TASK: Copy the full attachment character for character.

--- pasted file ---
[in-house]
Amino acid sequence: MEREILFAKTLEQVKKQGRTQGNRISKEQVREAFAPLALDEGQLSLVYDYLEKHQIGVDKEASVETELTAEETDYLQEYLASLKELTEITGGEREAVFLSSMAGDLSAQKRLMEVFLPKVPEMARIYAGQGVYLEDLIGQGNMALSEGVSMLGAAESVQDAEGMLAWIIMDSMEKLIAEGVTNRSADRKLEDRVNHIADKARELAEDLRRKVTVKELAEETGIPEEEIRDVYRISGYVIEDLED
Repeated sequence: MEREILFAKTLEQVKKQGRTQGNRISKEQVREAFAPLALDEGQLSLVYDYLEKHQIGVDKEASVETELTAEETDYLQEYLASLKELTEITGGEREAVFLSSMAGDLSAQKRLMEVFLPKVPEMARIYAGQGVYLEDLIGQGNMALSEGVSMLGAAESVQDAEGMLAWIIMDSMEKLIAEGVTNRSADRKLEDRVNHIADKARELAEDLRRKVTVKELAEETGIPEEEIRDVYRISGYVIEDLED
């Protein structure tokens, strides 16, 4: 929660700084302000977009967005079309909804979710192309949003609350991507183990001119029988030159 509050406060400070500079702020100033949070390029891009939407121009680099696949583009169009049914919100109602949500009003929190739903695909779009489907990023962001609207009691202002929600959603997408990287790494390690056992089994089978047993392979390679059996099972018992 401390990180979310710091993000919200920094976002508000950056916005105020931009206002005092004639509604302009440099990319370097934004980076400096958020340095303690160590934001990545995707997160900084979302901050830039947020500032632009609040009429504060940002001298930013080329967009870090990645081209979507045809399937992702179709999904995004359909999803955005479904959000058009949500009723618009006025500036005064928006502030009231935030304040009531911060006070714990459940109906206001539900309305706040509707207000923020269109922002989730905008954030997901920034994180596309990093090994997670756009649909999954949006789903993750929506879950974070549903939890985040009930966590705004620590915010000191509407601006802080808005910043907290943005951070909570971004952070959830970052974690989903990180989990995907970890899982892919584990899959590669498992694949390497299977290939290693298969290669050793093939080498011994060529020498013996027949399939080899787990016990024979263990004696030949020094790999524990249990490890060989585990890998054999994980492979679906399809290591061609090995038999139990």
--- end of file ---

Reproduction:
[in-house]
Amino acid sequence: MEREILFAKTLEQVKKQGRTQGNRISKEQVREAFAPLALDEGQLSLVYDYLEKHQIGVDKEASVETELTAEETDYLQEYLASLKELTEITGGEREAVFLSSMAGDLSAQKRLMEVFLPKVPEMARIYAGQGVYLEDLIGQGNMALSEGVSMLGAAESVQDAEGMLAWIIMDSMEKLIAEGVTNRSADRKLEDRVNHIADKARELAEDLRRKVTVKELAEETGIPEEEIRDVYRISGYVIEDLED
Repeated sequence: MEREILFAKTLEQVKKQGRTQGNRISKEQVREAFAPLALDEGQLSLVYDYLEKHQIGVDKEASVETELTAEETDYLQEYLASLKELTEITGGEREAVFLSSMAGDLSAQKRLMEVFLPKVPEMARIYAGQGVYLEDLIGQGNMALSEGVSMLGAAESVQDAEGMLAWIIMDSMEKLIAEGVTNRSADRKLEDRVNHIADKARELAEDLRRKVTVKELAEETGIPEEEIRDVYRISGYVIEDLED
């Protein structure tokens, strides 16, 4: 929660700084302000977009967005079309909804979710192309949003609350991507183990001119029988030159 509050406060400070500079702020100033949070390029891009939407121009680099696949583009169009049914919100109602949500009003929190739903695909779009489907990023962001609207009691202002929600959603997408990287790494390690056992089994089978047993392979390679059996099972018992 401390990180979310710091993000919200920094976002508000950056916005105020931009206002005092004639509604302009440099990319370097934004980076400096958020340095303690160590934001990545995707997160900084979302901050830039947020500032632009609040009429504060940002001298930013080329967009870090990645081209979507045809399937992702179709999904995004359909999803955005479904959000058009949500009723618009006025500036005064928006502030009231935030304040009531911060006070714990459940109906206001539900309305706040509707207000923020269109922002989730905008954030997901920034994180596309990093090994997670756009649909999954949006789903993750929506879950974070549903939890985040009930966590705004620590915010000191509407601006802080808005910043907290943005951070909570971004952070959830970052974690989903990180989990995907970890899982892919584990899959590669498992694949390497299977290939290693298969290669050793093939080498011994060529020498013996027949399939080899787990016990024979263990004696030949020094790999524990249990490890060989585990890998054999994980492979679906399809290591061609090995038999139990």